I had gone out early this morning in hopes of testing out our new microphone and solid-state recorder for our Ornithology class. The usual birds were singing, Tufted Titmouse, Black-capped Chickadee, the occasional White-throated Sparrow. I picked up a Northern Cardinal singing down the trail a bit, so I walked along in an attempt to get closer. When I rounded the corner I found the cardinal perched about 30 feet in the scrubby edge of a cedar stand. I positioned the microphone toward it, noted the species, and almost immediately saw (and heard) a Great Horned Owl come bounding out of the top of a red cedar. It had been perfectly camouflaged in that cedar, and as it left the tree its weight caused the top to spring back in the direction of flight like a catapult. It startled me at first, then filled me with excitement. I know the owls nest on our property because I hear them throughout the year, but it’s rare that I actually get to see one. What followed was an audio extravaganza as the American Crows mobbed the owl some distance away from where I originally flushed it. The recording below captures it all. It’s a bit long- but the cacophony of crows is (hopefully) worth it.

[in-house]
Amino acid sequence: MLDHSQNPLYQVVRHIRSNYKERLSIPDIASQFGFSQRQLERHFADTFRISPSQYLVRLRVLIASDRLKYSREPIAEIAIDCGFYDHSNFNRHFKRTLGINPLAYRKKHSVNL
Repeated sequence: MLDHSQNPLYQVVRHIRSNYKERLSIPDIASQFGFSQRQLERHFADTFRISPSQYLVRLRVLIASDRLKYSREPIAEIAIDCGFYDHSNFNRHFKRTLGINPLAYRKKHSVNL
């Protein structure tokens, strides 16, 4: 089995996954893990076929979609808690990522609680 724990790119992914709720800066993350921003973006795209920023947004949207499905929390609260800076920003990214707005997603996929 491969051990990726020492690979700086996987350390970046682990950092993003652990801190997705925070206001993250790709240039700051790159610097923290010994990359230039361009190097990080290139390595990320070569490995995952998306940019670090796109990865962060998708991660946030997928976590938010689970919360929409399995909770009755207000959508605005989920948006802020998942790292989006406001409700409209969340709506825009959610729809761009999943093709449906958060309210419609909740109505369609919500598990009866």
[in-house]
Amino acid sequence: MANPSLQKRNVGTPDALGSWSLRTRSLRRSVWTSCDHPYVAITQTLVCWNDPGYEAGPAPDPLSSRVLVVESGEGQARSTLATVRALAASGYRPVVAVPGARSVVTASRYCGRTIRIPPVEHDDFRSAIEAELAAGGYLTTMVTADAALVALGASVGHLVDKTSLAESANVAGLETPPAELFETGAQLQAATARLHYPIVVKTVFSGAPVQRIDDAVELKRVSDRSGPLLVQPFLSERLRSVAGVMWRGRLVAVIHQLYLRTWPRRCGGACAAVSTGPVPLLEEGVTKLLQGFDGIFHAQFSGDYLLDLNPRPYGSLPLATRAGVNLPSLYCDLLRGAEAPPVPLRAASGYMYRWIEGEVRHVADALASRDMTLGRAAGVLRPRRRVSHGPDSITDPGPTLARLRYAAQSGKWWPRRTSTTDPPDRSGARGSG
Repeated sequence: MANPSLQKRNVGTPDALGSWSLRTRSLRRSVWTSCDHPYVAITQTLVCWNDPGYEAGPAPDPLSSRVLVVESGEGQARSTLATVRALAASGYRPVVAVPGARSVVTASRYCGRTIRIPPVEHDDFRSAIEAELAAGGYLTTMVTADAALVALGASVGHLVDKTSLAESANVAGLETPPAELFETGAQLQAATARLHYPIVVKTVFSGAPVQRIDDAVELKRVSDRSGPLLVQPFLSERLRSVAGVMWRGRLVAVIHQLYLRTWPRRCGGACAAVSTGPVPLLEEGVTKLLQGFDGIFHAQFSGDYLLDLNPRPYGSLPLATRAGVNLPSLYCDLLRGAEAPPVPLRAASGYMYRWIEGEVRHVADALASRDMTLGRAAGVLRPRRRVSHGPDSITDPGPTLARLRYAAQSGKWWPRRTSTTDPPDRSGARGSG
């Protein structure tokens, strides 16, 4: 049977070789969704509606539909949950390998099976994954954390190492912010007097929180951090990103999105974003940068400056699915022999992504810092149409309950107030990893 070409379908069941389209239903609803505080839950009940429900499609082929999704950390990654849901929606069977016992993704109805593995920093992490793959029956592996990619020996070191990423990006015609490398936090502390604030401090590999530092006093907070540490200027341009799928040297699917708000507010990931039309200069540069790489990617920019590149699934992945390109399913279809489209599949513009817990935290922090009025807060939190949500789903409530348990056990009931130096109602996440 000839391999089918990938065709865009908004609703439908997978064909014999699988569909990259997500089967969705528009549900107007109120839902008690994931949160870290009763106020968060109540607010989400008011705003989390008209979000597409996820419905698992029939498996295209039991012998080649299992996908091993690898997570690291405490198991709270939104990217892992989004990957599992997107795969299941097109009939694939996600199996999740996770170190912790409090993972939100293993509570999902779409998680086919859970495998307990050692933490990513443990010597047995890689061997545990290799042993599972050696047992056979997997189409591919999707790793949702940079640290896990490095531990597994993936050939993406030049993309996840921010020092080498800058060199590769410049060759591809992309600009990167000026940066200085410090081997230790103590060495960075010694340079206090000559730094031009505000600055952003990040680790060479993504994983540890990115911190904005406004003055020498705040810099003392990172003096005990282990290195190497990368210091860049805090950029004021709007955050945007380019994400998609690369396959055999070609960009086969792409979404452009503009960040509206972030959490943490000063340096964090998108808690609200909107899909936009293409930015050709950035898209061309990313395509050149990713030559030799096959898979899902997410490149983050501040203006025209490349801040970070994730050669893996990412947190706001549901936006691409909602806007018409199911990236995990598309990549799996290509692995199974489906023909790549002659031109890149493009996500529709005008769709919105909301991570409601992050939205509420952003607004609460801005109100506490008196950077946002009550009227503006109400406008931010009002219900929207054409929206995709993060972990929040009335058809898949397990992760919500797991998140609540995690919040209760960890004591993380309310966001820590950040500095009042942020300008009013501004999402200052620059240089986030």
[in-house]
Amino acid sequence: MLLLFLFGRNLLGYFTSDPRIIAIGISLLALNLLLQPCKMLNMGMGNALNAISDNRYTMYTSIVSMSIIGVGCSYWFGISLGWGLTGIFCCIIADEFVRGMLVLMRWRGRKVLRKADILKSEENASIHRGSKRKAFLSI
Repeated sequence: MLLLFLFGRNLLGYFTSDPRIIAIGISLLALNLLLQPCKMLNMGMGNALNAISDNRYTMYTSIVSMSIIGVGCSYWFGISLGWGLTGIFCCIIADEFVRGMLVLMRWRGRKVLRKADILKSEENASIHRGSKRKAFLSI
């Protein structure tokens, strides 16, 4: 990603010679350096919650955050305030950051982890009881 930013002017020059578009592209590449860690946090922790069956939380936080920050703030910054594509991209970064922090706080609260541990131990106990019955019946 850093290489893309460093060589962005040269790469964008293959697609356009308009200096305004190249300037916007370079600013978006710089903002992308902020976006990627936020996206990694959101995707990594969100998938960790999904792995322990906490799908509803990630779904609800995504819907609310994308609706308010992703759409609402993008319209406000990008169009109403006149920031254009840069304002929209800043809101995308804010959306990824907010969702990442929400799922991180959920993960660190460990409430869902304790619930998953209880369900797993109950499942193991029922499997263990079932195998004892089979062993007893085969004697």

Recorded with a Sennheiser ME66 on a Marantz PMD670
00:03 – Owl flushes
00:05 – I swear
00:27 – Crow mob begins
**Tess, my dog, is the one running through the leaves